While entering the institution of marriage voluntarily seems to be losing its luster amongst opposite-sex couples -- many same-sex couples are red-hot for equal access to it, given its germane economic benefits.
President Obama, in a speech to LGBT donors in New York June 23, spoke of supporting equal rights for same-sex couples, but he did not use the word marriage in that comment. Instead, he made it clear he believes marriages are a right administered by the states. He neglected to acknowledge, however, that the federal government does in fact recognize these marriages through a wide range of financial and other benefits.
The right to civil union vs. marriage is treacherous ground. Recently, Obama's spokesperson stumbled when trying to clarify Obama's own devolution on the topic. President Obama once stated he favored legalization of same-sex marriages in a survey to Outlines newspaper (now Windy City Times) in 1996. And to this day he has never denied this statement.
Recently a White House spokesman suggested the survey was not completed by Obama. However that comment has been retracted.
The denial has caused confusion for those who want to believe the president understands and supports the equality upon which he campaigned.
The ironic phenomenon of gays pushing for the government to be in their bedrooms -- from New York to California and many states in between -- is not just because they want to register at Macy's and travel to a welcoming vacation spot for their honeymoon. No. it's much bigger than that. The long quest for marriage is based on three converging concepts.
First, many of our families view our lives through the lens of tradition.
Our families don't "get" us through gay pride parades, drag shows or Dykes on Bikes. But rather can better understand us when we do things they like to do: getting married, having kids, baking cookies.
I have seen firsthand how the tradition of marriage (or the compromise: civil unions) dramatically changes how straight family members view us. It sometimes only takes a few hours of toasts, drinks and dancing to actually see progress happen. We change minds by changing hearts.
Secondly, it's about equality.
If two couples of the opposite sex who have known each other five minutes can get hitched (or even those in arranged marriages, in prison, etc.), then same-sex couples together for five minutes or 50 years should have that same right. It's basic.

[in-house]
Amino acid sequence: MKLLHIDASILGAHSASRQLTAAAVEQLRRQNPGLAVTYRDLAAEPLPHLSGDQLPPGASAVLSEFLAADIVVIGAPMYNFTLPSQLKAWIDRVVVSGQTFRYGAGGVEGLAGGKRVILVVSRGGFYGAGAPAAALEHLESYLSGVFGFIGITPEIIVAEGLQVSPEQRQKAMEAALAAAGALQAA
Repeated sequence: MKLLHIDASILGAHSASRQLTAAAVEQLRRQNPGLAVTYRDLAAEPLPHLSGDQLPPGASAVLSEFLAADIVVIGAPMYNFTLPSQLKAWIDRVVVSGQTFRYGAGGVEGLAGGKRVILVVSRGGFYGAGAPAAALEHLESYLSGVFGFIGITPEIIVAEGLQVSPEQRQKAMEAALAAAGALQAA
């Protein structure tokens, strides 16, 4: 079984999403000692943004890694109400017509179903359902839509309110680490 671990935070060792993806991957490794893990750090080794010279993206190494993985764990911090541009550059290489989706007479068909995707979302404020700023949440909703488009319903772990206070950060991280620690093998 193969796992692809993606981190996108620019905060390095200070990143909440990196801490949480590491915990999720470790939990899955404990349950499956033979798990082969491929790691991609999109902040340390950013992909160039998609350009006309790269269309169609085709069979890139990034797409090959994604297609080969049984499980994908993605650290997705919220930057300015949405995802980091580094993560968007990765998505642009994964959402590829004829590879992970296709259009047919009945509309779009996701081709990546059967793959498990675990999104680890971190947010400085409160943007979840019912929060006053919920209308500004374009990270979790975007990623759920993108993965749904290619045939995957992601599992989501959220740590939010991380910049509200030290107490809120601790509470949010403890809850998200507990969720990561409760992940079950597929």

And thirdly, it's about money.
The fight for equal marriage rights is actually mostly about economic inequality. There are more than 1,000 benefits of marriage, some of the biggest being federal (inheritance tax, social security benefits, etc.) There are millions of lesbian, gay, bisexual and transgender families who pay a high "gay tax" for being different. It has bankrupted some and forced others out of their homes.
Frankly, I wish the federal government, and state governments, would get out of the business of marriage altogether.
People should be allowed to designate their survivor benefits, inheritance, pensions, health benefits, child custody, and other areas through normal legal channels.
There should not be a government-sanctioned bias towards two people who just happen to be married, same-sex or opposite-sex.
But while that bias exists, it needs to be equally applied.
As someone who has covered the gay community for almost three decades, I can see why not everyone understands why marriage is important. It may even seem like a "luxury" issue, one that can wait until other goals are achieved. But marriage is not severable from key quality of life issues, and, in fact, by advocating for full marriage, the gay rights movement has inadvertently pulled other issues further along with it.
Our allies placate the community with "lesser" victories, while we keep our eye on the full-equality prize.
We are at an important crossroads; it's a tipping point along the arc of justice.
While the gay community will never convince the most conservative among us that we should have the right to marry (and divorce), what is most upsetting is when our allies, including the president, stop short on this issue.
Many support gays putting their lives on the line in the military, equal adoption and foster care rights, hate crimes legislation and AIDS funding. But marriage vexes them.
While Obama's political views are what is most important, and he has said he is against the Defense of Marriage Act -- it is his personal view that is most interesting, because it does reflect a stripe of the political spectrum.
It is a narrow band of people who "like us" but say: why not settle for civil unions?
If you truly believe we as gay, lesbian, bisexual and transgendered citizens are equal in all ways, there should be nothing in the way of your support for full equality. If you ask us to compromise, to settle for unequal civil unions; you are saying, in no uncertain terms, that we are not the same.
Tracy Baim is publisher of Windy City Times newspaper. She is the author of several books, including Obama and the Gays: A Political Marriage. Contact: email@example.com.
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